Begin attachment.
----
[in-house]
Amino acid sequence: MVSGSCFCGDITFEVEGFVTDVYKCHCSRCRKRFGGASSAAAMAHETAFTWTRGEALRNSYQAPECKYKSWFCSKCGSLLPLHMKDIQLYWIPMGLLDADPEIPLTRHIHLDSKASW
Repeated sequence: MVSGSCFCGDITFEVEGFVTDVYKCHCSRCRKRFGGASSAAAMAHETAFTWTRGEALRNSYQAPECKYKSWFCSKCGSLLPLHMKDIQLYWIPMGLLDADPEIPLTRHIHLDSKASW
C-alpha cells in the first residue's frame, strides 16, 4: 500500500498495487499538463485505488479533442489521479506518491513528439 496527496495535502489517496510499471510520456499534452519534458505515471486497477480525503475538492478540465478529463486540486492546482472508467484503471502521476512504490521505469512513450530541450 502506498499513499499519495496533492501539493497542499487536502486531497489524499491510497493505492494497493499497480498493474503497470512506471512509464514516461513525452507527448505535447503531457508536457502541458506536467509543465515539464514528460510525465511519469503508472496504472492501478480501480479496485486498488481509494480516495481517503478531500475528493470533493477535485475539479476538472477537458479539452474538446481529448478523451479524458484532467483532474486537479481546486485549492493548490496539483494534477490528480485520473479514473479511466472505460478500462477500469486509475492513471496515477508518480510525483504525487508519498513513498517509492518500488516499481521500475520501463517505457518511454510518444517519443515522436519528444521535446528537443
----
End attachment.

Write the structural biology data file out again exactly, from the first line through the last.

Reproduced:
[in-house]
Amino acid sequence: MVSGSCFCGDITFEVEGFVTDVYKCHCSRCRKRFGGASSAAAMAHETAFTWTRGEALRNSYQAPECKYKSWFCSKCGSLLPLHMKDIQLYWIPMGLLDADPEIPLTRHIHLDSKASW
Repeated sequence: MVSGSCFCGDITFEVEGFVTDVYKCHCSRCRKRFGGASSAAAMAHETAFTWTRGEALRNSYQAPECKYKSWFCSKCGSLLPLHMKDIQLYWIPMGLLDADPEIPLTRHIHLDSKASW
C-alpha cells in the first residue's frame, strides 16, 4: 500500500498495487499538463485505488479533442489521479506518491513528439 496527496495535502489517496510499471510520456499534452519534458505515471486497477480525503475538492478540465478529463486540486492546482472508467484503471502521476512504490521505469512513450530541450 502506498499513499499519495496533492501539493497542499487536502486531497489524499491510497493505492494497493499497480498493474503497470512506471512509464514516461513525452507527448505535447503531457508536457502541458506536467509543465515539464514528460510525465511519469503508472496504472492501478480501480479496485486498488481509494480516495481517503478531500475528493470533493477535485475539479476538472477537458479539452474538446481529448478523451479524458484532467483532474486537479481546486485549492493548490496539483494534477490528480485520473479514473479511466472505460478500462477500469486509475492513471496515477508518480510525483504525487508519498513513498517509492518500488516499481521500475520501463517505457518511454510518444517519443515522436519528444521535446528537443